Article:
Surprisingly, counters are probably more difficult to use and interpret than timers and gauges. In the simplest case you can just starting counting, for example, iterations of a loop:

for (String s : Arrays.asList("a", "b", "c", "d", "e")) {
    metrics.incrementCounter("strings");
    // Do something in a loop
}

However, what happens if listOfString is empty? Then no sample is recorded. To always record a sample the counter should be reset before the loop is executed:

metrics.resetCounter("strings");
for (String s : Arrays.asList("a", "b", "c", "d", "e")) {
    metrics.incrementCounter("strings");
    // Do something in a loop
}

Next, if the loop is executed multiple times:

for (List<String> listOfString : Arrays.asList(
        Arrays.asList("a", "b", "c"),
        Arrays.asList("d", "e"),
        Arrays.asList("f"))) {
    metrics.resetCounter("strings");
    for (String s : listOfString) {
        metrics.incrementCounter("s");
        // Do something in a nested loop
    }
}

The above code will produce a number of samples equal to the size of listOfListOfStrings (including no samples if listOfListOfStrings is empty). If you move the resetCounter call outside the outer loop the code always produces a single sample (even if listOfListOfStrings is empty). There is a significant difference between counting the total number of strings and the number of strings per list; especially, when computing and analyzing statistics such as percentiles.

Finally, if the loop is being executed concurrently for the same unit of work, that is for the same Metrics instance, then you could use a Counter object:

final Counter counter = metrics.createCounter("strings");
for (String s : Arrays.asList("a", "b", "c", "d", "e")) {
    counter.increment();
    // Do something in a loop
}

The Counter object example extends in a similar way for nested loops.

Timers

Timers are very easy to use. The only note worth making is that when using timers - either procedural or via objects - do not forget to stop/close the timer! If you fail to do this the client will log a warning and suppress any unstopped/unclosed samples.

The timer object allows a timer sample to be detached from the Metrics instance. One common usage is in request/response filters (e.g. for Jersey and RestEasy) where the timer is started on the inbound filter and stopped/closed on the outbound filter.

The timer instance is also very useful in a concurrent system when executing and thus measuring the same event multiple times concurrently for the same unit of work. The one caveat is to ensure the timer objects are stopped/closed before the Metrics instance is closed. Failing to do so will log a warning and suppress any samples stopped/closed after the Metrics instance is closed.

Gauges

Gauges are the simplest metric to record. Samples for a gauge represent spot measurements. For example, the length of a queue or the number of active threads in a thread pool. Gauges are often used in separate units of work to measure the state of system resources, for example the row count in a database table. However, gauges are also useful in existing units of work, for example recording the memory in use at the beginning and end of each service request.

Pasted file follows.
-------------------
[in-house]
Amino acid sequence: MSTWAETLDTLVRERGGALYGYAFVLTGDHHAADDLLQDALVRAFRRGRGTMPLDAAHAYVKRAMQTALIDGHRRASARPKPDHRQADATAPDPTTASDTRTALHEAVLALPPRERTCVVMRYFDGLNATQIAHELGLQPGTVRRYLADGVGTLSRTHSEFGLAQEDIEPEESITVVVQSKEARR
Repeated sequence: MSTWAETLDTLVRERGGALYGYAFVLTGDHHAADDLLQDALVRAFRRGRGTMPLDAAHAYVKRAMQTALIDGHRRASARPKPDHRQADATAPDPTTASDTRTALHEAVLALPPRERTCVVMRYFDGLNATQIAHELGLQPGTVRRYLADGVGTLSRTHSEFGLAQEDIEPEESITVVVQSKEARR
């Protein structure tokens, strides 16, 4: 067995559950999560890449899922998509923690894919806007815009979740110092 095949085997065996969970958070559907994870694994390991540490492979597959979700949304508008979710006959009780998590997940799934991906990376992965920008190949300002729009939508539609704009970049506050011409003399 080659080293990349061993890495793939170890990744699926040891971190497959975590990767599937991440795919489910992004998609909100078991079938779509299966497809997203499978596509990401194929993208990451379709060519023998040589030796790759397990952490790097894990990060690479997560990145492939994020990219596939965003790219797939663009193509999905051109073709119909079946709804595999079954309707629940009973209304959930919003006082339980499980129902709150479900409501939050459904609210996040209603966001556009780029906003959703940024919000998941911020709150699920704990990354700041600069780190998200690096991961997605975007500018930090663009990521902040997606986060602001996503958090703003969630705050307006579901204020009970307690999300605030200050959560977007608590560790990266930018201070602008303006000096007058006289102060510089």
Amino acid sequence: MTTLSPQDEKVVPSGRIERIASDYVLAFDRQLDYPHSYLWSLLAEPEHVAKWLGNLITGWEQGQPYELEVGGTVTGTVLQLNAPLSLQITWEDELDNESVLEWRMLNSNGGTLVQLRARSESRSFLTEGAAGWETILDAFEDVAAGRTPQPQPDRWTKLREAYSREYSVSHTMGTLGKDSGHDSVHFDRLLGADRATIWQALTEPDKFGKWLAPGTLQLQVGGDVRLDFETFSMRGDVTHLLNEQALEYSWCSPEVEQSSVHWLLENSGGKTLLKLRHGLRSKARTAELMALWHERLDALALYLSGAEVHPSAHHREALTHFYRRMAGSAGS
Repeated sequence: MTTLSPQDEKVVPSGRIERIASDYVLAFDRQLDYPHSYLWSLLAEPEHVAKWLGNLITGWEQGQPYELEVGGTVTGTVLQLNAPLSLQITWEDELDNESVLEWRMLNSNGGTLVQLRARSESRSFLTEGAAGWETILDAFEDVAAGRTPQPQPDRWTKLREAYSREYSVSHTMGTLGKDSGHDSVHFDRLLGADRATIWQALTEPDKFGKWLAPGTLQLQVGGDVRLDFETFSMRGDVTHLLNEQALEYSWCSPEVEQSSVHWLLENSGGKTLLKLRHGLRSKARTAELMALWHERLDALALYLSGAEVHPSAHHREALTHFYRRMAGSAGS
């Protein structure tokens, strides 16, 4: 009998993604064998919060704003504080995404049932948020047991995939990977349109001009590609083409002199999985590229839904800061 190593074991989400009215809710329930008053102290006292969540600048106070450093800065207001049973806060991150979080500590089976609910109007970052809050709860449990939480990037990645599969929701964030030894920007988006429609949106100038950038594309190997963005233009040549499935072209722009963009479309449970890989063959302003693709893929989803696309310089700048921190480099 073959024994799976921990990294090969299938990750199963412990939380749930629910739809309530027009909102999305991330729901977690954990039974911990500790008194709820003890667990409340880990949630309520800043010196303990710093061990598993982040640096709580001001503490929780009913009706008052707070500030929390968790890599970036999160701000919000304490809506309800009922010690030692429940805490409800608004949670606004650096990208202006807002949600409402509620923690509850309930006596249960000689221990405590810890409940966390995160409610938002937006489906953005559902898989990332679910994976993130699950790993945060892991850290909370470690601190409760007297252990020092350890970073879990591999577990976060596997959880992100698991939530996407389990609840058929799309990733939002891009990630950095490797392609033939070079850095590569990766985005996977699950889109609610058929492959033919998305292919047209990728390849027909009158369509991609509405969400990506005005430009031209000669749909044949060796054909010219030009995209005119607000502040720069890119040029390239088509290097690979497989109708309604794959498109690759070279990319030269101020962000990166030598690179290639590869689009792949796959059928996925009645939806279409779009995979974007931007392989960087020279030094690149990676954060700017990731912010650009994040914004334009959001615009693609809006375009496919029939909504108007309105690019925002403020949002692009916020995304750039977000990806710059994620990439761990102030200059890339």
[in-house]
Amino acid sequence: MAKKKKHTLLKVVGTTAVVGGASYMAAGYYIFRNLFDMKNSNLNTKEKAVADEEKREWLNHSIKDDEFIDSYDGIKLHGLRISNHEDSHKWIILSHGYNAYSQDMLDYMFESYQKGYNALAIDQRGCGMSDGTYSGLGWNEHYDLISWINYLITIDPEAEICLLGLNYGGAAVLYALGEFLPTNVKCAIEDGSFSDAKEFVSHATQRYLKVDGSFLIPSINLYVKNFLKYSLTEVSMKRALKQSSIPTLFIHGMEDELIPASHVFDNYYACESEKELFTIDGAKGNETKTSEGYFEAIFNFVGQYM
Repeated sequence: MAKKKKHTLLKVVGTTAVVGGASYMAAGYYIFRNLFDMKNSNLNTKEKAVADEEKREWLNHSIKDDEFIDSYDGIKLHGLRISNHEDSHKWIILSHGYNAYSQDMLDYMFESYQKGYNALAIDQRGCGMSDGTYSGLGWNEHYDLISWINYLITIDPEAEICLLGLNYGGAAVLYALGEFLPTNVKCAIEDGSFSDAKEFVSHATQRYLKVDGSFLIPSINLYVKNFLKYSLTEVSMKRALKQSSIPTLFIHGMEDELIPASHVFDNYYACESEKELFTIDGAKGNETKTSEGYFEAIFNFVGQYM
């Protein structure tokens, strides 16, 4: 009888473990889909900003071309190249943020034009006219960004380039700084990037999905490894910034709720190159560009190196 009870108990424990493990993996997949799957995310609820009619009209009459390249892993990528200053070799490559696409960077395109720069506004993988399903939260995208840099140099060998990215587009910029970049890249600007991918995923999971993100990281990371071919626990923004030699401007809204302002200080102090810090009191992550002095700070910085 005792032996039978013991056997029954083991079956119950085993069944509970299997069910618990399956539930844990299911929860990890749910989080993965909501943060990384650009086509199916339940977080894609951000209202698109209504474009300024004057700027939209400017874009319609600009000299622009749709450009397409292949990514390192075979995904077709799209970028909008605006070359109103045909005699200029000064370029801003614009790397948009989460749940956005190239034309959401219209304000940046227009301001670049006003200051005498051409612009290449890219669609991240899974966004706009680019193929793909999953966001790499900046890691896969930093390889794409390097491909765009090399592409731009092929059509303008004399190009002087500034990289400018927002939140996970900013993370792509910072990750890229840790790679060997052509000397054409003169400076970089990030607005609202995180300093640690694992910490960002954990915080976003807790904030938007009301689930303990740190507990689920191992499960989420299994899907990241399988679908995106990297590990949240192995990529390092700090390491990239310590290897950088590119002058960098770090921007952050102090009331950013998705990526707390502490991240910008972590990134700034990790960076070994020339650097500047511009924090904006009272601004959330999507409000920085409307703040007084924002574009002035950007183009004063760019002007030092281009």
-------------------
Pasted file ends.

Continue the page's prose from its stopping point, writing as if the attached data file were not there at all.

Annotations

Annotations can be used to augment the context of the emitted metric. This can be useful for post-mortems or analysis outside the scope of the Metrics project. Currently, the Metrics project makes no use of these annotations.

Closeable

The Metrics interface as well as the Timer and Counter interfaces extend Closeable which allows you to use Java 7's try-with-resources pattern. For example:

try (Metrics metrics = metricsFactory.create()) {
    try (Timer timer = metrics.createTimer("timer")) {
        // Time unsafe operation (e.g. this may throw)
        Thread.sleep(1000);
    }
}

The timer instance created and started in the try statement is automatically closed (e.g. stopped) when the try is exited either by completion of the block or by throwing an exception.

Building

Prerequisites:

  • JDK8 (Or Invoke with JDKW)

Building:

metrics-client-java> ./mvnw verify

To use the local version you must first install it locally:

metrics-client-java> ./mvnw install

You can determine the version of the local build from the pom file. Using the local version is intended only for testing or development.

You may also need to add the local repository to your build in order to pick-up the local version:

  • Maven - Included by default.
  • Gradle - Add mavenLocal() to build.gradle in the repositories block.
  • SBT - Add resolvers += Resolver.mavenLocal into project/plugins.sbt.

License

Published under Apache Software License 2.0, see LICENSE

© Groupon Inc., 2014